For weeks, retailers have encouraged shoppers not to wait for Black Friday to get the best deals. Data released by the National Retail Federation (NRF) and other sources indicates that they have taken this advice to heart.
According to the NRF, total spending during the Thursday through Sunday holiday weekend slumped more than 11 percent to $50.9 billion. Average spending per person fell 6.4 percent to $380.95. These figures, however, may not necessarily bode poorly for the holiday season, according to experts.
For one, the fundamentals of the economy remain fairly solid. Unemployment hit 5.8 percent in November, its lowest level in 6 years. Gas prices, which are closely correlated with consumer confidence, are plunging. Data from GasBuddy.com shows that the average price for a gallon of unleaded was about $2.76, down 54 cents from a year earlier. Consumer confidence rose in November to its highest level in seven years, according to the closely watched Thomson Reuters/University of Michigan survey.
"I certainly don't think that there is any reason to panic, said Scott Hoyt, an economist with MoodysEconomy.com in an interview, adding the extent of the weakness of the NRF data caught him by surprise. "A lot of retailers were doing doorbusters all week as opposed to just the holiday weekend."
Of course, there's Cyber Monday, the traditional start of the online shopping season which is happening today. comScore is forecasting that desktop sales will hit $2 billion, with another $400 million coming from mobile. Spending on the industry-promoted benchmark has more than doubled between 2008 to 2013, when it hit $1.4 billion.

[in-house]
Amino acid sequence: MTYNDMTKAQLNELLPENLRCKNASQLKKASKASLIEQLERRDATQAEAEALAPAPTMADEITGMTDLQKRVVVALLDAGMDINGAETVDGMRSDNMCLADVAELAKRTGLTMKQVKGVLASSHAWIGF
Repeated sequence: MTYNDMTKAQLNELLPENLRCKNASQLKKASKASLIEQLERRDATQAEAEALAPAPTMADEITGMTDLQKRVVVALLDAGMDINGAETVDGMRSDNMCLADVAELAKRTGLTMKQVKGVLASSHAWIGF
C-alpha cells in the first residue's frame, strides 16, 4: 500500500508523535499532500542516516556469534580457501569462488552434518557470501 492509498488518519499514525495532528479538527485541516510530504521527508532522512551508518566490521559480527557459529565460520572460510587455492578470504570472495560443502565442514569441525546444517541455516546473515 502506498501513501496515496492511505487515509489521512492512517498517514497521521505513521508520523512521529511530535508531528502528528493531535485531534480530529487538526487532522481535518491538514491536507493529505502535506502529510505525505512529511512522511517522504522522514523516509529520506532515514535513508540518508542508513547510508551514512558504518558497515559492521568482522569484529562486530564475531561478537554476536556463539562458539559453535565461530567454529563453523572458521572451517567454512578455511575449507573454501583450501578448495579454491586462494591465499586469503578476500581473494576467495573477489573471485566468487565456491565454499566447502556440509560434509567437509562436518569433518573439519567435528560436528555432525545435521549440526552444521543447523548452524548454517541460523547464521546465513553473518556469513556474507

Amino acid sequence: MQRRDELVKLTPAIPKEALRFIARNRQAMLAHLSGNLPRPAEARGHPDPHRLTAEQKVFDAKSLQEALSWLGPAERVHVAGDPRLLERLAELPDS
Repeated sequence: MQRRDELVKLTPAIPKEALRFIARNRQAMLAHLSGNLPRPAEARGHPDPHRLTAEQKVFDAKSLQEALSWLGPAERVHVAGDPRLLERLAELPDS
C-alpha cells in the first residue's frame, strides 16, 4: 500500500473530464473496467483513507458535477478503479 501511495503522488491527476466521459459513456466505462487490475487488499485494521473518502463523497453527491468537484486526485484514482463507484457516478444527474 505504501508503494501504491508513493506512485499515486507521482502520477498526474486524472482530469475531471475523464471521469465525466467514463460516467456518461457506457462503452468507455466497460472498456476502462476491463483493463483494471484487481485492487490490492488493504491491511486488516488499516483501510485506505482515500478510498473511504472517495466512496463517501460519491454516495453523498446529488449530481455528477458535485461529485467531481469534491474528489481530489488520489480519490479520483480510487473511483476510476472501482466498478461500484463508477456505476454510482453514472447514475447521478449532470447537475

Worries about Black Friday were pressuring the stocks of retailers. Shares of Walmart (WMT) and Target (TGT), the largest two retailers, were down in early afternoon trading, as was department store chain Macy's (M) along with discounter TJX (TJX). Wall Street is concerned that retailers will have to offer margin-busting deals to lure in customers. Research by Sterne Agee found that promotional activity was up at more than 55 percent of the retailers that it monitored.
Spending overall is expected to increase 4.1 percent this year to $616.9 billion, according to the NRF. That's better than the average 2.9 percent gain seen over the past decade. That figure, however, includes depressed holiday sales during the recent economic slowdown.
For his part, Hoyt is expecting a "decent but not a great holiday season" thus year.
His views were echoed by Gus Faucher, a senior economist at The PNC Financial Services Group, who told CBS MoneyWatch: "I think the fundamentals are pretty good...As we get more numbers (for holiday sales), they will reflect that."
ShopperTrak, which analyzes foot traffic at brick-and-mortar stores, has found that retailers are offering deeper discounts than they did last year. The firm's data shows a 6.8 percent decline in Black Friday sales, according to company founder Bill Martin. Combined with the Thanksgiving holiday, they fell 0.5 percentage points.
"Our data suggests that sales weren't down as much as some suggested," he said in an interview, adding that his firm's data shows no correlation between the performance on Black Friday and the overall results for the holiday season when retailers earn most of their profits for the year.
"There are still seven of the largest shopping days left," Martin said. "December 20 will dethrone Black Friday as the most important shopping day after a decade."